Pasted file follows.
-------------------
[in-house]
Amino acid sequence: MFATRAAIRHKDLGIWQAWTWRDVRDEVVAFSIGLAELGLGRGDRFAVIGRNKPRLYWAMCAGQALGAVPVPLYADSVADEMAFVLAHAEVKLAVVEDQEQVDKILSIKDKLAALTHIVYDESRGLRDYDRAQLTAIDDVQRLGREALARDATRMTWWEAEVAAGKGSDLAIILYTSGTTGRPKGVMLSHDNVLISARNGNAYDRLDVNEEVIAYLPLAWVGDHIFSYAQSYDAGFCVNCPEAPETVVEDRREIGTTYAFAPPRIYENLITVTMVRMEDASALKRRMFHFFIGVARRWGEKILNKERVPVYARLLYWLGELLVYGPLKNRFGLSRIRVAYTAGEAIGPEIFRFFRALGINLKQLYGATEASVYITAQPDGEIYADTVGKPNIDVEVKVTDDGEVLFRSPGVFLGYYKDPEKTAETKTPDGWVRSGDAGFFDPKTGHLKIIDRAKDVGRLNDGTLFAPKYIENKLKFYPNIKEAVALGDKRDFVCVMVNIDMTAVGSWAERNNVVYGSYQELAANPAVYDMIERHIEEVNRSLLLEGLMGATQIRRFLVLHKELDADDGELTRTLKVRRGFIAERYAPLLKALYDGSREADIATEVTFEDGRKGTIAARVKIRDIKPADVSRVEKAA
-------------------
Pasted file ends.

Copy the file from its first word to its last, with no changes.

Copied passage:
[in-house]
Amino acid sequence: MFATRAAIRHKDLGIWQAWTWRDVRDEVVAFSIGLAELGLGRGDRFAVIGRNKPRLYWAMCAGQALGAVPVPLYADSVADEMAFVLAHAEVKLAVVEDQEQVDKILSIKDKLAALTHIVYDESRGLRDYDRAQLTAIDDVQRLGREALARDATRMTWWEAEVAAGKGSDLAIILYTSGTTGRPKGVMLSHDNVLISARNGNAYDRLDVNEEVIAYLPLAWVGDHIFSYAQSYDAGFCVNCPEAPETVVEDRREIGTTYAFAPPRIYENLITVTMVRMEDASALKRRMFHFFIGVARRWGEKILNKERVPVYARLLYWLGELLVYGPLKNRFGLSRIRVAYTAGEAIGPEIFRFFRALGINLKQLYGATEASVYITAQPDGEIYADTVGKPNIDVEVKVTDDGEVLFRSPGVFLGYYKDPEKTAETKTPDGWVRSGDAGFFDPKTGHLKIIDRAKDVGRLNDGTLFAPKYIENKLKFYPNIKEAVALGDKRDFVCVMVNIDMTAVGSWAERNNVVYGSYQELAANPAVYDMIERHIEEVNRSLLLEGLMGATQIRRFLVLHKELDADDGELTRTLKVRRGFIAERYAPLLKALYDGSREADIATEVTFEDGRKGTIAARVKIRDIKPADVSRVEKAA